15 October 2008

Registered Traveler 'Clear' Card Fee Goes Up To US$199: Is This Worth It? I Think Not

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15/10/2008 – Registered Traveler 'Clear' Card Fee Goes Up To US$199: Is This Worth It? I Think Not

A few days ago Verified Identity Pass (VIP) announced that it would be increasing the fee for registering for a "Clear" card

VIP issues the Clear Card in accordance with the U.S. Department of Homeland Security's Registered Traveler Program. The idea of the Registered Traveler is to perform background checks on applicants for the program, speed up their airport security process.

Having looked over the Clear program, and the Registered Traveler program in general, I see only one distinct advantage to holding a Clear card. This advantage is facing shorter airport security wait times, at a limited number of airports.

Back in December 2007 I discussed Clear, and explained that I did not see the value in spending $100 for a Clear card in this entry : 18-December-2007 : To Register Or Not To Register That Is The Question! Should You Be A Registered Traveler?


Now as we are nearing the end of 2008, and Clear raises it’s cost to US$199, I see less value for Clear on a number of levels.

For the US$199 fee a Clear flyer must submit to a lengthy and invasive background check. In this check you must disclose a significant amount of personal information. In addition to this information you must also submit your fingerprints and retina scan. Back in December 2007 I said that I did not believe in a conspiracy theory, I didn't think there were black helicopters circling my house. Although I am my conspiracy theorist, I like to keep my private information private.

In the past year VIP has proven that it is not ready to secure personal and sensitive data. The most notable glitch in VIP's Clear security was in August of 2008 (which I wrote about here: 5/08/2008 - 'Clear' Registered Traveler User Information Stolen) . A laptop, containing the personal information of more than 33,000 Clear applicants and users was stolen from an office at San Francisco International Airport (SFO). To make matters worse, the data on this computer was not encrypted. All the information was available for the taking. The laptop was mysteriously returned to the same office it as stolen from a few days later, with no explanation. VIP claims the computer was not tampered with, however it would be hard to tell if a non-encrypted computer's hard drive was cloned or not.

So with all this in mind what does paying US$199 to Clear get you as a Registered Traveler?

- You are still subject to TSA searches
- Your laptop must still be removed from your bag
- You still may not bring liquids through security
- You are still subject to random secondary searches
- You may still have "SSSS" printed on your boarding pass for secondary screening

......you will however be escorted to a machine that will scan your fingerprints and your retina; you will cut the entire security line; you may (in some airports) leave your shoes on.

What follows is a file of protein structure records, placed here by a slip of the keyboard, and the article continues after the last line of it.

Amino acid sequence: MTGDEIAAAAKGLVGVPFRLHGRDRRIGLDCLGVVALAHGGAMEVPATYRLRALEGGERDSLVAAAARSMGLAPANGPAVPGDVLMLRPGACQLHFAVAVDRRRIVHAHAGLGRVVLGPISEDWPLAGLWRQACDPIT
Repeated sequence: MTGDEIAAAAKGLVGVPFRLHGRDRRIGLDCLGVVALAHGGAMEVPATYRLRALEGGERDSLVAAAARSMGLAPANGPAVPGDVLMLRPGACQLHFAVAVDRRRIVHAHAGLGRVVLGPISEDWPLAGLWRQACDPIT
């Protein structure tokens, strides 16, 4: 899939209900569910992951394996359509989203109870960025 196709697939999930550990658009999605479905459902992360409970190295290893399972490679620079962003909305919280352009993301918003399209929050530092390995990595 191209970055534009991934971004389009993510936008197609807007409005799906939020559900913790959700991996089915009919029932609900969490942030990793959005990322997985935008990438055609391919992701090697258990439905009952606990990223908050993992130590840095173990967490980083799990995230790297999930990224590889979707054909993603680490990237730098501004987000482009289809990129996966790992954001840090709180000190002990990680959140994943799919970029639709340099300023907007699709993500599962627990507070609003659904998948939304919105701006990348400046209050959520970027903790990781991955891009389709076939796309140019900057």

Since Registered Travelers are subject to all the same security restrictions of every other traveler what is the benefit of being a registered traveler? That you can leave your shoes on?

Personally I don't mind taking my shoes off. I'd rather be able to leave my laptop in my bag. I am able to leave my laptop in my bag in many other countries. If I have submitted to an intensive background check and offered up a scan of my fingers and my eye, why can't I bring a bottle of Canada Dry ginger ale from home through security with me?

Given that companies that administer the Registered Traveler program are responsible for researching and carrying out the security background checks, rather than the Federal Government, how secure is this system? Since airport security was Federalized to create a uniform system of airport security (except the few airports, such as SFO that are private airport security) shifting the responsibility to a private company is detrimental to the overall security of commercial aviation.

The installation of the Registered Traveler program is profitable to the Department of Homeland Security, but should ‘Security Theater’ be acceptable? Should allowing companies that are not proven in handling secure personal data to determine who is and is not a potential threat?

With the way the Registered Traveler companies operate, can we just have a system in place where we pay US$100 and simply get to skip the line?

.......come on, the background check does NOTHING to alter our security screening anyway when we get to the TSA checkpoint.

Happy Flying!

2 comments:

Rick Lobrecht said...

They've effectively doubled al qaeda's find out if you're on the No Fly list budget.

See The Atlantic for details.

Anonymous said...

I have used it all over the US and it's worth it. If you are worried about the safety and privacy of your information, think again about Internet companies :). Ben Edelman's blog on privacy should help.